Written by attorney Daniel Robert Schramm

HIPAA and Patient Privacy in Missouri

This article explores the relationship between the federal Health Insurance Portability and Accountability Act (“HIPAA") and the Missouri common law action for breach of patient confidentiality.

In 1993, the Missouri Supreme Court recognized that a patient could bring a damage action against a physician who breaches his or her fiduciary duty to protect patient confidentiality. Brandt v. Medical Defense Associates, 856 S.W.2d 667, 670-71 (Mo. banc 1993). Brandt involved ex parte discussions between lawyers and treating physicians in a medical malpractice action. The Court held that the physicians in that case did not conspire to breach any fiduciary duty because the plaintiff waived his right of confidentiality by filing his lawsuit.

The Missouri Court of Appeals for the Eastern District later held that a plaintiff stated a proper cause of action for damages under Brandt. See, Fierstein v. DePaul Health Center, 949 S.W.2d 90, 92 (Mo. App. E.D. 1997) (Fierstein I). The hospital in Fierstein wrongfully disclosed the plaintiff’s confidential medical records to the opposing counsel in a custody dispute. The hospital mailed records described in a subpoena to the opposing counsel before a scheduled deposition. This action effectively deprived the plaintiff of her right to object to the disclosure of the records under court rules. Unlike in Brandt, the plaintiff in Fierstein never waived her right of confidentially in the custody litigation. The Court of Appeals ultimately affirmed a judgment in favor of the plaintiff in Fierstein v. DePaul Health Center, 24 S.W.3d 220 (Mo.App. E.D. 2000) (Fierstein II).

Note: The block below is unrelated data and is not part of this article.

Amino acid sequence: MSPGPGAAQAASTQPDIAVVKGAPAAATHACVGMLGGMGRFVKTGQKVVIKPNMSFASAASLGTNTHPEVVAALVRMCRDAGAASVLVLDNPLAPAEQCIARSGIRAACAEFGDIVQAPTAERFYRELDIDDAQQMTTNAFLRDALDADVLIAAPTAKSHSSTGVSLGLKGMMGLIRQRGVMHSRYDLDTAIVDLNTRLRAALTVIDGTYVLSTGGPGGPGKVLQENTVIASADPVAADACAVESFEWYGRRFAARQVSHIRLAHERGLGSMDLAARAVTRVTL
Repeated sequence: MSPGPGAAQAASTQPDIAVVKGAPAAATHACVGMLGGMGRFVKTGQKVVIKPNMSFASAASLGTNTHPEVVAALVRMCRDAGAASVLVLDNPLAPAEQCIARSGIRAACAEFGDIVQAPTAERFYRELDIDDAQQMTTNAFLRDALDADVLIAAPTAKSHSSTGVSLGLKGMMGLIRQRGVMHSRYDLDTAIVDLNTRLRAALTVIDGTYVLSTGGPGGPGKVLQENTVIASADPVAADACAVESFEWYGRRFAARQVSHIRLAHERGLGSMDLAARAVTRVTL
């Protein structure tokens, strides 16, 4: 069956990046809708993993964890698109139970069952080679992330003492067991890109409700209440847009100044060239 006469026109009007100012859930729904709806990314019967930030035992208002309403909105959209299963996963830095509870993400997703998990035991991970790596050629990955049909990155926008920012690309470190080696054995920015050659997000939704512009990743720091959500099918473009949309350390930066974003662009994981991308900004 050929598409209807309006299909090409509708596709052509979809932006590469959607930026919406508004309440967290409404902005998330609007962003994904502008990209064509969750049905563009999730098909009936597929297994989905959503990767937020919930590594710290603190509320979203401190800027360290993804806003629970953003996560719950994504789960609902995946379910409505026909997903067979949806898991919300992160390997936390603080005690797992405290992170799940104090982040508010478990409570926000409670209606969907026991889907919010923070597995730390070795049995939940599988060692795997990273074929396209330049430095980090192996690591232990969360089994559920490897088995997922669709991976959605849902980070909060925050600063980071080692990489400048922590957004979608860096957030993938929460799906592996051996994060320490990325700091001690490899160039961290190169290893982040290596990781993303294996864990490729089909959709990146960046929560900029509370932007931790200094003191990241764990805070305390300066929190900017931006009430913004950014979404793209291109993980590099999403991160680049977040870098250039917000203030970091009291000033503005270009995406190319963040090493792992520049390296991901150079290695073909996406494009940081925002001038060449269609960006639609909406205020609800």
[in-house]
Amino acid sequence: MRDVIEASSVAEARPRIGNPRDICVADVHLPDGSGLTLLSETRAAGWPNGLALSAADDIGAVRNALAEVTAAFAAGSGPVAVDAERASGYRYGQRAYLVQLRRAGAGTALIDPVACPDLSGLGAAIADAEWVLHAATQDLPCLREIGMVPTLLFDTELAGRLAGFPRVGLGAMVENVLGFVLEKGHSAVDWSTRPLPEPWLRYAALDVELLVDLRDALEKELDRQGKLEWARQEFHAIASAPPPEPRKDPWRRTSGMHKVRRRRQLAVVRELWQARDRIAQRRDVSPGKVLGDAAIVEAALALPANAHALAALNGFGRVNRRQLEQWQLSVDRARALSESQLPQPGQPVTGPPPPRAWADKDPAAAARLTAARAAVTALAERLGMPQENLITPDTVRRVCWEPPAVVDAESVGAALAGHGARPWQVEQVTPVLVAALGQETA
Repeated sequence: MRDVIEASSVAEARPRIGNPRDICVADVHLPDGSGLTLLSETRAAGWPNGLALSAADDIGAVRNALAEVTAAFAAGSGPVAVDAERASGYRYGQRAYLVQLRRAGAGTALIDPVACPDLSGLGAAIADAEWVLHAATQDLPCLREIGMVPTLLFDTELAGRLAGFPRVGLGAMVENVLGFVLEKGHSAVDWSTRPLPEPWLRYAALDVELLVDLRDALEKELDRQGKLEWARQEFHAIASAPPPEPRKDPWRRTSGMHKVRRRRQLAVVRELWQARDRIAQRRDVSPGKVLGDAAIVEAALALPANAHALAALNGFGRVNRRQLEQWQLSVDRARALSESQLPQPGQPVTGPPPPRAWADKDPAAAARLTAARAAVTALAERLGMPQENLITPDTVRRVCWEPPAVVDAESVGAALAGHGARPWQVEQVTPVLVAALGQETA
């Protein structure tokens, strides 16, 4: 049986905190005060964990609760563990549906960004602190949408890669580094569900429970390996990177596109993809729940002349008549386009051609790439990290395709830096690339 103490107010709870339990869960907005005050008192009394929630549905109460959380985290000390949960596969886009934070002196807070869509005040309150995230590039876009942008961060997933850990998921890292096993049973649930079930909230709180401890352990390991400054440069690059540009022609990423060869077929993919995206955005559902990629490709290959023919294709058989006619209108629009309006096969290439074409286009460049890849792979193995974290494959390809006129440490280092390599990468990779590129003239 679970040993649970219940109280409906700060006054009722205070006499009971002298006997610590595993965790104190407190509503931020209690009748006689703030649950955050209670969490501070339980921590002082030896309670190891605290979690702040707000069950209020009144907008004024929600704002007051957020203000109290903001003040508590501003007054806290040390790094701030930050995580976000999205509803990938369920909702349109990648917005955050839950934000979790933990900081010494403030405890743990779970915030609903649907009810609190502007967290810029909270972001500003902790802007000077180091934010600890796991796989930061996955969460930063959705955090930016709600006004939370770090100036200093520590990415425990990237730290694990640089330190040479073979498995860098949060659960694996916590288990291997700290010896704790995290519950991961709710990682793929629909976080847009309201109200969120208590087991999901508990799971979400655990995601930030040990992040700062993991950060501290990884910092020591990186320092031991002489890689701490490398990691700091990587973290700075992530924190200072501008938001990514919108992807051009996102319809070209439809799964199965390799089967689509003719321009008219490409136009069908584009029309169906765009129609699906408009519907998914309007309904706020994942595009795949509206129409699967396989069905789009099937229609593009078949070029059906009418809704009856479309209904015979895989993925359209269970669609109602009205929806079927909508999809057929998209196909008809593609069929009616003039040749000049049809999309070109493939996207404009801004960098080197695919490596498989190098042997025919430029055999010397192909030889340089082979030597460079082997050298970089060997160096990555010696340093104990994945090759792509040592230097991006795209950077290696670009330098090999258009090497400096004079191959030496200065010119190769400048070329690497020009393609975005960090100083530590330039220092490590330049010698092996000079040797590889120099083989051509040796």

In 1996, Congress enacted HIPAA. HIPAA compels healthcare providers covered by the law to provide safeguards for protecting the confidentiality of patient information. The regulatory framework for the law is known as the HIPAA Privacy Rule.

HIPAA creates no private right of action. Instead, a patient aggrieved by an alleged violation of HIPAA may file an administrative complaint with the Secretary of Health and Human Services. 45 CFR §160.306(a). The Office of Civil Rights investigates the complaint on behalf of the Secretary. 45 CFR §160.306(c). If the Secretary is unable to reach an informal resolution of the complaint, she may impose a civil monetary penalty if she determines that the covered entity violated HIPAA. 45 CFR §160.402. Upon receiving notice of the proposed penalty, the covered entity then has a right to an administrative hearing. 45 CFR §160.420.

Although the regulatory structure of HIPAA is comprehensive, Missouri healthcare providers cannot rely on HIPAA preemption to avoid a state law claim for breach of patient confidentiality. The Missouri Supreme Court has noted that the HIPAA preemption clause does not apply when, among other things, the state law is more stringent than HIPAA. State ex rel. Proctor v. Messina, 320 S.W.3d 145, 149 (Mo. banc 2010); see also, 42 U.S.C. Section 1320d-7. [1] Logically, the HIPAA preemption clause should have no effect on Missouri’s common law damage remedy. Missouri has the flexibility under HIPAA to provide a more stringent approach to the protection of patient confidentiality.